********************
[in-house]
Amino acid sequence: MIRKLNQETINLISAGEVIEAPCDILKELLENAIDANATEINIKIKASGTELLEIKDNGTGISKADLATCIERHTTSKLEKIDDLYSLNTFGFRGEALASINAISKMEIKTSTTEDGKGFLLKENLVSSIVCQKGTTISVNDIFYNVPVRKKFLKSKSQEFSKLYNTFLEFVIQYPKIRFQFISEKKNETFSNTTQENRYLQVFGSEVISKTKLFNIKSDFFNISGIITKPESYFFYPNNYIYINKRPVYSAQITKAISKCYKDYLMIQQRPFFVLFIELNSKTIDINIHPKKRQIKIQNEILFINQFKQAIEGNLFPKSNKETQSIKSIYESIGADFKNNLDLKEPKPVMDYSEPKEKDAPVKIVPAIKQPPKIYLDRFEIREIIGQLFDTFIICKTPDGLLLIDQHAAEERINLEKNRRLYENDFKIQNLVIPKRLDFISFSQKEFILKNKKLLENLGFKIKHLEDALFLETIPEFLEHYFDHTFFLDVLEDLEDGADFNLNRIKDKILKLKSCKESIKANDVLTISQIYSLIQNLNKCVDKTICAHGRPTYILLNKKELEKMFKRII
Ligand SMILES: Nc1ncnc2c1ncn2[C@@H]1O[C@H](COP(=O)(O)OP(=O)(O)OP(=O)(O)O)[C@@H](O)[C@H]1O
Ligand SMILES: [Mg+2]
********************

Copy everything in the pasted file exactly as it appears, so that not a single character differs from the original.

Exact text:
[in-house]
Amino acid sequence: MIRKLNQETINLISAGEVIEAPCDILKELLENAIDANATEINIKIKASGTELLEIKDNGTGISKADLATCIERHTTSKLEKIDDLYSLNTFGFRGEALASINAISKMEIKTSTTEDGKGFLLKENLVSSIVCQKGTTISVNDIFYNVPVRKKFLKSKSQEFSKLYNTFLEFVIQYPKIRFQFISEKKNETFSNTTQENRYLQVFGSEVISKTKLFNIKSDFFNISGIITKPESYFFYPNNYIYINKRPVYSAQITKAISKCYKDYLMIQQRPFFVLFIELNSKTIDINIHPKKRQIKIQNEILFINQFKQAIEGNLFPKSNKETQSIKSIYESIGADFKNNLDLKEPKPVMDYSEPKEKDAPVKIVPAIKQPPKIYLDRFEIREIIGQLFDTFIICKTPDGLLLIDQHAAEERINLEKNRRLYENDFKIQNLVIPKRLDFISFSQKEFILKNKKLLENLGFKIKHLEDALFLETIPEFLEHYFDHTFFLDVLEDLEDGADFNLNRIKDKILKLKSCKESIKANDVLTISQIYSLIQNLNKCVDKTICAHGRPTYILLNKKELEKMFKRII
Ligand SMILES: Nc1ncnc2c1ncn2[C@@H]1O[C@H](COP(=O)(O)OP(=O)(O)OP(=O)(O)O)[C@@H](O)[C@H]1O
Ligand SMILES: [Mg+2]